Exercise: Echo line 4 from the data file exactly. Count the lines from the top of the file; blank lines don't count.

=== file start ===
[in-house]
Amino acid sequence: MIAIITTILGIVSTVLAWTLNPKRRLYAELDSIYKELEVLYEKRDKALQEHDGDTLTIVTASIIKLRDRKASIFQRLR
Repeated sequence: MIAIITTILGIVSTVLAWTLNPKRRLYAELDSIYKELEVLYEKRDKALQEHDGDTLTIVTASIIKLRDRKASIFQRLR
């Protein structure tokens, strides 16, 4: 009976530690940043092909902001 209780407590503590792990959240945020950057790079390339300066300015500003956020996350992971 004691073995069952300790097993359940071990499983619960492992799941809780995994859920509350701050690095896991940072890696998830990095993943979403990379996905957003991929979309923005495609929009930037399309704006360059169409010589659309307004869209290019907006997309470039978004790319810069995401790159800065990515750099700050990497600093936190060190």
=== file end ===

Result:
């Protein structure tokens, strides 16, 4: 009976530690940043092909902001 209780407590503590792990959240945020950057790079390339300066300015500003956020996350992971 004691073995069952300790097993359940071990499983619960492992799941809780995994859920509350701050690095896991940072890696998830990095993943979403990379996905957003991929979309923005495609929009930037399309704006360059169409010589659309307004869209290019907006997309470039978004790319810069995401790159800065990515750099700050990497600093936190060190």